Mary Catherine Docherty was sentenced to 7 days hard labour after being convicted of stealing iron along with her accomplices: Mary Hinnigan, Ellen Woodman and Rosanna Watson. She was 14. These photographs are of convicted criminals in Newcastle between 1871 - 1873.
In Manchester, Mary Davies (if indeed that was her real name) needed a good memory. She was prosecuted under the names of Anne Cawley (1886), Hannah M Dixon (1886), Annie Lloyd (1886), Mary A Williams (1886), Mary Richards (1887), Mary Kelly (1889), Mary Richardson (1890) and Mary Farrell (1890). Maybe she simply adopted the names of women in the news?
Fifteen-year-old Richard Rimmington was convicted of stealing a pipe from a shop and was expected to serve 14 days with hard labor. He was spared his sentence when his parents agreed to pay costs and the resulting fine.
The Wineville Chicken Coop Murders – also known as the Wineville Chicken Murders – were a series of abductions and murders of young boys that occurred in Los Angeles and Riverside County, California, in 1928. The case received national attention. The 2008 film Changeling is based in part upon events related to this case.
A Fresh New Start, 1937. A tenant farmer moving his family and all of their worldly possessions out West during the Great Depression. Photographer: Arthur Rothstein Arthur Rothstein Photographs Great Depression | Recent Photos The Commons Getty Collection Galleries World Map App ...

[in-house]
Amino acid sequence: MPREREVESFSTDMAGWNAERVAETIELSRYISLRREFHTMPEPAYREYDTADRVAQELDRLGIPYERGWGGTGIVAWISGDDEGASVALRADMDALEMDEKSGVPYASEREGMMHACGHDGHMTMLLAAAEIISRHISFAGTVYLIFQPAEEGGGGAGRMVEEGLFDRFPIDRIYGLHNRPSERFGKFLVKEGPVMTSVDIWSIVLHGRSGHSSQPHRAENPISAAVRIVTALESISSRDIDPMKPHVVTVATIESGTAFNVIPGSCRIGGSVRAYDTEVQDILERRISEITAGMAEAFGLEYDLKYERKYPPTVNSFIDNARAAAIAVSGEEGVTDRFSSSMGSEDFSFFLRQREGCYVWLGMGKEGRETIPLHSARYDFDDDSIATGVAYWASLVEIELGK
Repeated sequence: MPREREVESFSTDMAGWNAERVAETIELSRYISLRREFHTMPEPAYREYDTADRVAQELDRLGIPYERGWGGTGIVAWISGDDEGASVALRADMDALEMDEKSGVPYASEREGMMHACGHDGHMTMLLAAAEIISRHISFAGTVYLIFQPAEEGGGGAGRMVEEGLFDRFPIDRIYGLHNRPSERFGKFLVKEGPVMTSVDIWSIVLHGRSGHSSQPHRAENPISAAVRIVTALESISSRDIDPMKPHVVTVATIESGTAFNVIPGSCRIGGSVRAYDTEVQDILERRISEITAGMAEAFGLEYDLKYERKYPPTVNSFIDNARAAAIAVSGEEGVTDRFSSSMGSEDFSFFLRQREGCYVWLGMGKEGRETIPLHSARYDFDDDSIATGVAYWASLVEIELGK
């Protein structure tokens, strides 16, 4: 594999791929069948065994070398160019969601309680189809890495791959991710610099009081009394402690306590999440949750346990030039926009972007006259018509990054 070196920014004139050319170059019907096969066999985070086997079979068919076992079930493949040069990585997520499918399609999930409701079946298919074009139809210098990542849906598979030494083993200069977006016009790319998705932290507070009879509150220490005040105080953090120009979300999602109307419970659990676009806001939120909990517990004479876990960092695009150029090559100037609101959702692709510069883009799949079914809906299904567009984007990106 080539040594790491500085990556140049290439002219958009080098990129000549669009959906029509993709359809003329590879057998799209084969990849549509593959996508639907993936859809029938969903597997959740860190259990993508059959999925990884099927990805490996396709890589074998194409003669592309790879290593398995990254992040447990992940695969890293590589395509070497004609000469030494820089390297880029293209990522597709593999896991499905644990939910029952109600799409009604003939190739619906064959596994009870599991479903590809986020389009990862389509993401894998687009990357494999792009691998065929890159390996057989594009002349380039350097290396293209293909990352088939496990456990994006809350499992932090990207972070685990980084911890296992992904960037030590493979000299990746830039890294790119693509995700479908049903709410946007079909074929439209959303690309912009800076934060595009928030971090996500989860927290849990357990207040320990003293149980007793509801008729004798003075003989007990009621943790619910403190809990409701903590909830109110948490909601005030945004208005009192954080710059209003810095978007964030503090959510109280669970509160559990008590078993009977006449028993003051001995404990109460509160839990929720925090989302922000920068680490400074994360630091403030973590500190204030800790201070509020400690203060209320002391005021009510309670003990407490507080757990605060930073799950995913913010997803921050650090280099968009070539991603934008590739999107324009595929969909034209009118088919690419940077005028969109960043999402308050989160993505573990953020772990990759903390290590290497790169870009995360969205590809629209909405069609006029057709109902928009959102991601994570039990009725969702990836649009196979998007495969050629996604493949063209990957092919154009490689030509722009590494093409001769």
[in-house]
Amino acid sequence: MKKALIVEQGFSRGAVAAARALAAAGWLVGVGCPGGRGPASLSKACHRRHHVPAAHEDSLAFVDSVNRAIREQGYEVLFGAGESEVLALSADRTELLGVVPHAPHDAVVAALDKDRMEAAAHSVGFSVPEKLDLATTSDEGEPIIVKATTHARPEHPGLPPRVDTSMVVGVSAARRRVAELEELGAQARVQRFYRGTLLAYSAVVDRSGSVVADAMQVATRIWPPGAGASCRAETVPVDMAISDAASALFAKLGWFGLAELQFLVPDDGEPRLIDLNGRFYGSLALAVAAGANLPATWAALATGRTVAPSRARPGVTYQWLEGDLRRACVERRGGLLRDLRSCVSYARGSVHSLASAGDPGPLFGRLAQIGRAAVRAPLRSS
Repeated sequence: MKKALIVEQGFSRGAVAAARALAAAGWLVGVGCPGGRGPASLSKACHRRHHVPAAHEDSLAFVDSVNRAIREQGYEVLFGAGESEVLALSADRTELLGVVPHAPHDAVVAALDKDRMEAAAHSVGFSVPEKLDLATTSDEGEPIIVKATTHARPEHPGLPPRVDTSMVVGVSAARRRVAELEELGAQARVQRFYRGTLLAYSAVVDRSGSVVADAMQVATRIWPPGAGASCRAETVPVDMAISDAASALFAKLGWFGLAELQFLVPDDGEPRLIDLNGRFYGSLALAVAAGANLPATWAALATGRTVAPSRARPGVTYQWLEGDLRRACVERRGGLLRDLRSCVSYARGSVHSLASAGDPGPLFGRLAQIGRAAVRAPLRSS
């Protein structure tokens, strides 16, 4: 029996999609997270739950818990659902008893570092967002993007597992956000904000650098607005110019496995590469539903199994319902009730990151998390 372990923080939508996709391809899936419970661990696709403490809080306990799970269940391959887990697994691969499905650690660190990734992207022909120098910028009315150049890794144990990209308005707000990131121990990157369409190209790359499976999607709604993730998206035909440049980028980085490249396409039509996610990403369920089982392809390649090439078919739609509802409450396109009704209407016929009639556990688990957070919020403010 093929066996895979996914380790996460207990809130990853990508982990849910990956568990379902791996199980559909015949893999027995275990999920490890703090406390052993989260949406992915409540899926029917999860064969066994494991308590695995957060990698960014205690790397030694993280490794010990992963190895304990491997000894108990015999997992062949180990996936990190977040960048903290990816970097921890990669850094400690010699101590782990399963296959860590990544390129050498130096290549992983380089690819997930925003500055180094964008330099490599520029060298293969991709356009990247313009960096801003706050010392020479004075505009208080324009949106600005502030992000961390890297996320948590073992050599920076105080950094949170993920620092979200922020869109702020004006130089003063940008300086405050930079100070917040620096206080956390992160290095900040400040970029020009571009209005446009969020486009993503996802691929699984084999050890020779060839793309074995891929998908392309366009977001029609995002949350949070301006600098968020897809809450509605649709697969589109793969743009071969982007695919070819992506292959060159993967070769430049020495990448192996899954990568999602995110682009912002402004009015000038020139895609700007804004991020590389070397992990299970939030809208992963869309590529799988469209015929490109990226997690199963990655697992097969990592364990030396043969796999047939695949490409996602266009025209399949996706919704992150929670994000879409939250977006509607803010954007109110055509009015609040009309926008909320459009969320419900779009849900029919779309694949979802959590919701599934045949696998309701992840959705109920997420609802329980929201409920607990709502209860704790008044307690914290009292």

Photograph of inmates, taken from London's Colney Hatch asylum records 1895. On Jan. 27, 1903, 51 people lost their lives when the building caught fire. There's some discussion one may have been the infamous Jack the Ripper.
Fagin's children: Mugshots of Victorian thieves as young as 11 who were sentenced to hard labour for stealing clothes and metal
Henry Leonard Stephenson, 12, left, and his fresh-faced accomplice Michael Clement Fisher, 13, right, were choir boys from good stock but were jailed for two months for breaking into three houses in 1873. The media at the time blamed the boys' crime on their penchant for the 'wrong sort of books' on characters like notorious 18th-century highwayman Jack Sheppard